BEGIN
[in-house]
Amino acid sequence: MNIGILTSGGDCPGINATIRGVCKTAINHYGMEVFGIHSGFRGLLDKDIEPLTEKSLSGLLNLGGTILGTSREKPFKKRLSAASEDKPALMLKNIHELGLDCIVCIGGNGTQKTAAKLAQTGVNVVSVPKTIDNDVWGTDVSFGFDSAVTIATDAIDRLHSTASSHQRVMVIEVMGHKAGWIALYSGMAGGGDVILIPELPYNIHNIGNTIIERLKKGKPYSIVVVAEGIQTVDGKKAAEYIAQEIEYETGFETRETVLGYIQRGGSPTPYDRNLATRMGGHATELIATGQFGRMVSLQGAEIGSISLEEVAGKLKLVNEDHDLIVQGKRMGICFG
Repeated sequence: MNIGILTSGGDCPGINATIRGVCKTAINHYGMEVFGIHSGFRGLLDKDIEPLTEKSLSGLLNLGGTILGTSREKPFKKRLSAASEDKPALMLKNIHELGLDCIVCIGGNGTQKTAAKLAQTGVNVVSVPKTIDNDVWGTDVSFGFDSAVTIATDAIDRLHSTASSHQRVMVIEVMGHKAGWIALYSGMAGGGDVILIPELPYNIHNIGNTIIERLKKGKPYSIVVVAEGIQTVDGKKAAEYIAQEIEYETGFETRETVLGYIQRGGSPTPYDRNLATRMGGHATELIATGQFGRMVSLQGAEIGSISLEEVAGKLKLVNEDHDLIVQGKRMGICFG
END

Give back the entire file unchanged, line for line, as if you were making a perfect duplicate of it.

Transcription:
[in-house]
Amino acid sequence: MNIGILTSGGDCPGINATIRGVCKTAINHYGMEVFGIHSGFRGLLDKDIEPLTEKSLSGLLNLGGTILGTSREKPFKKRLSAASEDKPALMLKNIHELGLDCIVCIGGNGTQKTAAKLAQTGVNVVSVPKTIDNDVWGTDVSFGFDSAVTIATDAIDRLHSTASSHQRVMVIEVMGHKAGWIALYSGMAGGGDVILIPELPYNIHNIGNTIIERLKKGKPYSIVVVAEGIQTVDGKKAAEYIAQEIEYETGFETRETVLGYIQRGGSPTPYDRNLATRMGGHATELIATGQFGRMVSLQGAEIGSISLEEVAGKLKLVNEDHDLIVQGKRMGICFG
Repeated sequence: MNIGILTSGGDCPGINATIRGVCKTAINHYGMEVFGIHSGFRGLLDKDIEPLTEKSLSGLLNLGGTILGTSREKPFKKRLSAASEDKPALMLKNIHELGLDCIVCIGGNGTQKTAAKLAQTGVNVVSVPKTIDNDVWGTDVSFGFDSAVTIATDAIDRLHSTASSHQRVMVIEVMGHKAGWIALYSGMAGGGDVILIPELPYNIHNIGNTIIERLKKGKPYSIVVVAEGIQTVDGKKAAEYIAQEIEYETGFETRETVLGYIQRGGSPTPYDRNLATRMGGHATELIATGQFGRMVSLQGAEIGSISLEEVAGKLKLVNEDHDLIVQGKRMGICFG